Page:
Toxic waste suit filed against IBM
Lawsuit alleges IBM efforts to clean up contamination near its birthplace in New York state are inadequate and problems persist.
Lawyers for about 90 current and former residents of New York state filed suit against IBM on Thursday alleging that chemicals from an IBM plant have caused congenital heart defects in infants and kidney cancers in adults, and continue to cause problems.
The tort lawsuit claims that the plant released hundreds of thousands of pounds of toxic and hazardous chemicals, including trichloroethylene (TCE), into the air, soil, and groundwater of Endicott, the birthplace of IBM, and the nearby town of Union over several decades.
A "toxic plume" continues to expose residents to hazardous vapors, according to the lawsuit filed in the Supreme Court for the State of New York in Broome County. More lawsuits, alleging wrongful death and personal injury, among other claims, are expected to be filed in coming months, the lawyers said a statement.
"As we explained to plaintiffs' lawyers before they filed this case, these suits have no basis in science or law, and IBM will defend itself vigorously," said IBM spokesman Michael Maloney.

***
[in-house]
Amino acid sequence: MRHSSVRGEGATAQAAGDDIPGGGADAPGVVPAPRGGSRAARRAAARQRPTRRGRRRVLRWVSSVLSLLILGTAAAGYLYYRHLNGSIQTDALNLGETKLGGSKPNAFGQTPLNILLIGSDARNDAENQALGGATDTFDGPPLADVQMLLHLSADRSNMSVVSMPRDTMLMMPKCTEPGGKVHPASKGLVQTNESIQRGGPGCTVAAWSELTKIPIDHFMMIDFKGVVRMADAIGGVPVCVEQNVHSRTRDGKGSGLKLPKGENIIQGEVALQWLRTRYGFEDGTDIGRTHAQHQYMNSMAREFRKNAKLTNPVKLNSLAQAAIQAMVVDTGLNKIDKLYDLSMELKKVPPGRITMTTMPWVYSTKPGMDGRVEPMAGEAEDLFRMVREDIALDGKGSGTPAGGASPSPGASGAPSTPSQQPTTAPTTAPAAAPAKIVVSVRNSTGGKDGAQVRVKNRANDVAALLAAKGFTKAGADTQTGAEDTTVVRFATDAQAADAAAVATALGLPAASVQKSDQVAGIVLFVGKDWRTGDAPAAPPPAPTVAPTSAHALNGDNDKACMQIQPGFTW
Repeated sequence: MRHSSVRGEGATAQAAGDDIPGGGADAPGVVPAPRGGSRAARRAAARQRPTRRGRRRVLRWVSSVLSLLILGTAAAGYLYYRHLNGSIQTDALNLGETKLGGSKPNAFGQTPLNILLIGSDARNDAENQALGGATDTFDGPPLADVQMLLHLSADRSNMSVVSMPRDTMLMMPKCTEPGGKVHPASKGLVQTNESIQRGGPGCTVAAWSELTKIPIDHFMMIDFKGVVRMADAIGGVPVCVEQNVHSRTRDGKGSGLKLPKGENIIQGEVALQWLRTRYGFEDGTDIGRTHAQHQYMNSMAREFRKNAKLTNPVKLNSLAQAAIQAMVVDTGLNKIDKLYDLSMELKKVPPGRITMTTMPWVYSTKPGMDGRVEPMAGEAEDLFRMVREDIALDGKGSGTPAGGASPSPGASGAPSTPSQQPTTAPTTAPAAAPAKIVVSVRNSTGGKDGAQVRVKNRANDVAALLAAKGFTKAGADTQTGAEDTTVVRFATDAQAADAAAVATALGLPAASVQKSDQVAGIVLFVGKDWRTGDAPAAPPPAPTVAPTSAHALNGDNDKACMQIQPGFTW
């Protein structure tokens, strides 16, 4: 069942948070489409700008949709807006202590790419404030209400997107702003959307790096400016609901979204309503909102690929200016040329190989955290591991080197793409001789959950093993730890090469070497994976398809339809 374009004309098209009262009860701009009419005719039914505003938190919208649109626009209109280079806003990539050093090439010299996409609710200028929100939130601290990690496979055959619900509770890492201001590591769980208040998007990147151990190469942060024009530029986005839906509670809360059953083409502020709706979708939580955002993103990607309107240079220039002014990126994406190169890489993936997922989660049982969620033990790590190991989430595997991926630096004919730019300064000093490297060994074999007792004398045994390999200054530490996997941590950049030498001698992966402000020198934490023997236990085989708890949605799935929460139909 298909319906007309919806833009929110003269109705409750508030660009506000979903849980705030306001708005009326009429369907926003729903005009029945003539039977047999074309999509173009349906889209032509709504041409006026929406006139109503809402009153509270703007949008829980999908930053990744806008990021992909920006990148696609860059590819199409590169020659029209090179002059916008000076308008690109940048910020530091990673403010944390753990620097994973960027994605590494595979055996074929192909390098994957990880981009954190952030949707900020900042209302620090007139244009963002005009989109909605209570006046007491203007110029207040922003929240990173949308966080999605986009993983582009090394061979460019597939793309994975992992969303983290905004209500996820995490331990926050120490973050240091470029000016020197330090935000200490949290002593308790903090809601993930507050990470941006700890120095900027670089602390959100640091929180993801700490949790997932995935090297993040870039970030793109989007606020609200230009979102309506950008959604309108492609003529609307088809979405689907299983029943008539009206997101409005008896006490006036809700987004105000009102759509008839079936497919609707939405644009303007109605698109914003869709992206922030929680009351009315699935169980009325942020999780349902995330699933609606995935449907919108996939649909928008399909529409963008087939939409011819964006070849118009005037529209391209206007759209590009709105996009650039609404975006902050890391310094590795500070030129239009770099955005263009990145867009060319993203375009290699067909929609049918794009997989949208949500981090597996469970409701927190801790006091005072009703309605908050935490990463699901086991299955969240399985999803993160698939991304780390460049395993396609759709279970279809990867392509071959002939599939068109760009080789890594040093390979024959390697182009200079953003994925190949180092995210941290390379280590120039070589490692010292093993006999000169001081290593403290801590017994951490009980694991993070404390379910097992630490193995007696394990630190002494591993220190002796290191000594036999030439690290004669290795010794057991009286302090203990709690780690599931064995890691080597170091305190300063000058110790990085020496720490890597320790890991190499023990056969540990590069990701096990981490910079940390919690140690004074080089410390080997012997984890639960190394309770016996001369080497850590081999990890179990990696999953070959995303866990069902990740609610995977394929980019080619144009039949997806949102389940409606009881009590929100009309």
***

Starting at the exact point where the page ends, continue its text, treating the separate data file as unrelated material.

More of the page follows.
IBM, which operated the plant from 1924 until it was sold in 2002, has paid out more than $2 million and taken other actions to clean up the contamination. The lawsuit alleges that the remediation efforts are not adequate.
Update 11:45 a.m. PST: IBM built all sorts of equipment at the plant, including typewriters, mainframe computers, printed circuit boards, and integrated circuits.
The lawsuit seeks unspecified damages for property devaluation and loss of business value and income, and for personal injuries. Plaintiffs also seek punitive damages, as well as attorneys fees, among other things.
IBM won a lawsuit filed against it in 2003 by two IBM employees who alleged they got sick from working with chemicals at a San Jose, Calif., semiconductor plant and eventually developed cancer as a result. IBM at one time faced more than 100 similar cases around the country, but they were eventually settled or dismissed.